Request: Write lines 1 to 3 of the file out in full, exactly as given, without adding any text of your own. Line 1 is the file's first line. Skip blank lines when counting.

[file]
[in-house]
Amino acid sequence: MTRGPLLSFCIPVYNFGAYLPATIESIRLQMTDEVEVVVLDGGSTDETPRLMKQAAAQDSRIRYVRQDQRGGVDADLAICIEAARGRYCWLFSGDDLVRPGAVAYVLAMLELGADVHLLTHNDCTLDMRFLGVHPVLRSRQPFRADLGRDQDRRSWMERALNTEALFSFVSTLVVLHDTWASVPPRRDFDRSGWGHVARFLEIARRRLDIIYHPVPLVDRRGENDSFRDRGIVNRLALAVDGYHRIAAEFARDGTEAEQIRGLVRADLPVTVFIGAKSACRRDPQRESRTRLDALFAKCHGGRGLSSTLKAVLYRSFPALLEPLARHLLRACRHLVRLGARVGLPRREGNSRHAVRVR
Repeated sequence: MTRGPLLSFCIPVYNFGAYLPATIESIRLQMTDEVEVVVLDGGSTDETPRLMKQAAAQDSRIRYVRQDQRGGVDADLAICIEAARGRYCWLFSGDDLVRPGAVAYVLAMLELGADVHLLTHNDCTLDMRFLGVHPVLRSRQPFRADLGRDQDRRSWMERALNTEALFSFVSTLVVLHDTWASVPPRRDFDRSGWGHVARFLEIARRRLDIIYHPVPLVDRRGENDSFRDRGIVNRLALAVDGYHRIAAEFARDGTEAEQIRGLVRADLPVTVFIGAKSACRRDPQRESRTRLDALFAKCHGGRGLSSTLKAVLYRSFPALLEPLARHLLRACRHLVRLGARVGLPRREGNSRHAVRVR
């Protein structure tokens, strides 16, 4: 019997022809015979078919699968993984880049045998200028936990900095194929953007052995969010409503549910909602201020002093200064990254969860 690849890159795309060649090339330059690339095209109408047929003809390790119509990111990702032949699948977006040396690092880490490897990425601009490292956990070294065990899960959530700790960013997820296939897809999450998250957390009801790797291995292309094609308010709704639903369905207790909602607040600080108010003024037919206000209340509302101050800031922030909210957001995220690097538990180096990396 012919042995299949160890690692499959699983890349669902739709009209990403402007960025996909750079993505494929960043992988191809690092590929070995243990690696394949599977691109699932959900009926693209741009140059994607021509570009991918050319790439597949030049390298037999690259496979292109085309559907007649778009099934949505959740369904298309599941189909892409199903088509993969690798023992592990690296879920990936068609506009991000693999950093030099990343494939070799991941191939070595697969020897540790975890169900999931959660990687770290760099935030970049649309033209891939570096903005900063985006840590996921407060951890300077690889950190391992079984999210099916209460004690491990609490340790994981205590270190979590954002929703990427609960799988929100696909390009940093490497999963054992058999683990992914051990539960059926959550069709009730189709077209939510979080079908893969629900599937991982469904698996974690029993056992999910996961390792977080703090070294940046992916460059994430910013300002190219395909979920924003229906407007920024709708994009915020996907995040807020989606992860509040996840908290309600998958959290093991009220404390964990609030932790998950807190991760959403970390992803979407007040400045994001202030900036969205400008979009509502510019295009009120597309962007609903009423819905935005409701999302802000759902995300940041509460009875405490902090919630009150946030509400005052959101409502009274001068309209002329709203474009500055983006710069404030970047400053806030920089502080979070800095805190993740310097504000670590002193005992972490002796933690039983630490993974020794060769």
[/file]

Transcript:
[in-house]
Amino acid sequence: MTRGPLLSFCIPVYNFGAYLPATIESIRLQMTDEVEVVVLDGGSTDETPRLMKQAAAQDSRIRYVRQDQRGGVDADLAICIEAARGRYCWLFSGDDLVRPGAVAYVLAMLELGADVHLLTHNDCTLDMRFLGVHPVLRSRQPFRADLGRDQDRRSWMERALNTEALFSFVSTLVVLHDTWASVPPRRDFDRSGWGHVARFLEIARRRLDIIYHPVPLVDRRGENDSFRDRGIVNRLALAVDGYHRIAAEFARDGTEAEQIRGLVRADLPVTVFIGAKSACRRDPQRESRTRLDALFAKCHGGRGLSSTLKAVLYRSFPALLEPLARHLLRACRHLVRLGARVGLPRREGNSRHAVRVR
Repeated sequence: MTRGPLLSFCIPVYNFGAYLPATIESIRLQMTDEVEVVVLDGGSTDETPRLMKQAAAQDSRIRYVRQDQRGGVDADLAICIEAARGRYCWLFSGDDLVRPGAVAYVLAMLELGADVHLLTHNDCTLDMRFLGVHPVLRSRQPFRADLGRDQDRRSWMERALNTEALFSFVSTLVVLHDTWASVPPRRDFDRSGWGHVARFLEIARRRLDIIYHPVPLVDRRGENDSFRDRGIVNRLALAVDGYHRIAAEFARDGTEAEQIRGLVRADLPVTVFIGAKSACRRDPQRESRTRLDALFAKCHGGRGLSSTLKAVLYRSFPALLEPLARHLLRACRHLVRLGARVGLPRREGNSRHAVRVR